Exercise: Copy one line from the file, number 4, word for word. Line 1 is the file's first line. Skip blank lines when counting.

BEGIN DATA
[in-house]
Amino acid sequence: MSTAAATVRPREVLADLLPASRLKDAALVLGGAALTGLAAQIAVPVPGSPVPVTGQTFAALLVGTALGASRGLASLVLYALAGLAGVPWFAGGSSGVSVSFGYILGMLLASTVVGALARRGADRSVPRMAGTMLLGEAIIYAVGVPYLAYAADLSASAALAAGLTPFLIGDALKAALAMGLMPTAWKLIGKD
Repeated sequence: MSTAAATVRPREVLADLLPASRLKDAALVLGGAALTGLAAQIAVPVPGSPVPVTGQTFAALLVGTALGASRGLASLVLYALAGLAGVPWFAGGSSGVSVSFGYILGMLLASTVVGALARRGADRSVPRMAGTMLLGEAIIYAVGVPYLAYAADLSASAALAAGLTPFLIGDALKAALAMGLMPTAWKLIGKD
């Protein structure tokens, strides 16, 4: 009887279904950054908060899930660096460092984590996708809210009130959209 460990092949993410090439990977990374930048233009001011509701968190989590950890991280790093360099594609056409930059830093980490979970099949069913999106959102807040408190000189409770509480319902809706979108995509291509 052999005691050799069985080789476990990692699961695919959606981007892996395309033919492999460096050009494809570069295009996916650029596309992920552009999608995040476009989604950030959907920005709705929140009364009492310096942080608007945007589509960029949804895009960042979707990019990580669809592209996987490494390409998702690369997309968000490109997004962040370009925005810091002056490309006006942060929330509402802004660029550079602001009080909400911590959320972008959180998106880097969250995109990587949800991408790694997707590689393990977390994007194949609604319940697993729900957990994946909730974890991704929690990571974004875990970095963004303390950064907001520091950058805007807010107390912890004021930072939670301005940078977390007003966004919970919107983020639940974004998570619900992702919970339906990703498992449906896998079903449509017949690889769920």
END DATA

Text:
């Protein structure tokens, strides 16, 4: 009887279904950054908060899930660096460092984590996708809210009130959209 460990092949993410090439990977990374930048233009001011509701968190989590950890991280790093360099594609056409930059830093980490979970099949069913999106959102807040408190000189409770509480319902809706979108995509291509 052999005691050799069985080789476990990692699961695919959606981007892996395309033919492999460096050009494809570069295009996916650029596309992920552009999608995040476009989604950030959907920005709705929140009364009492310096942080608007945007589509960029949804895009960042979707990019990580669809592209996987490494390409998702690369997309968000490109997004962040370009925005810091002056490309006006942060929330509402802004660029550079602001009080909400911590959320972008959180998106880097969250995109990587949800991408790694997707590689393990977390994007194949609604319940697993729900957990994946909730974890991704929690990571974004875990970095963004303390950064907001520091950058805007807010107390912890004021930072939670301005940078977390007003966004919970919107983020639940974004998570619900992702919970339906990703498992449906896998079903449509017949690889769920």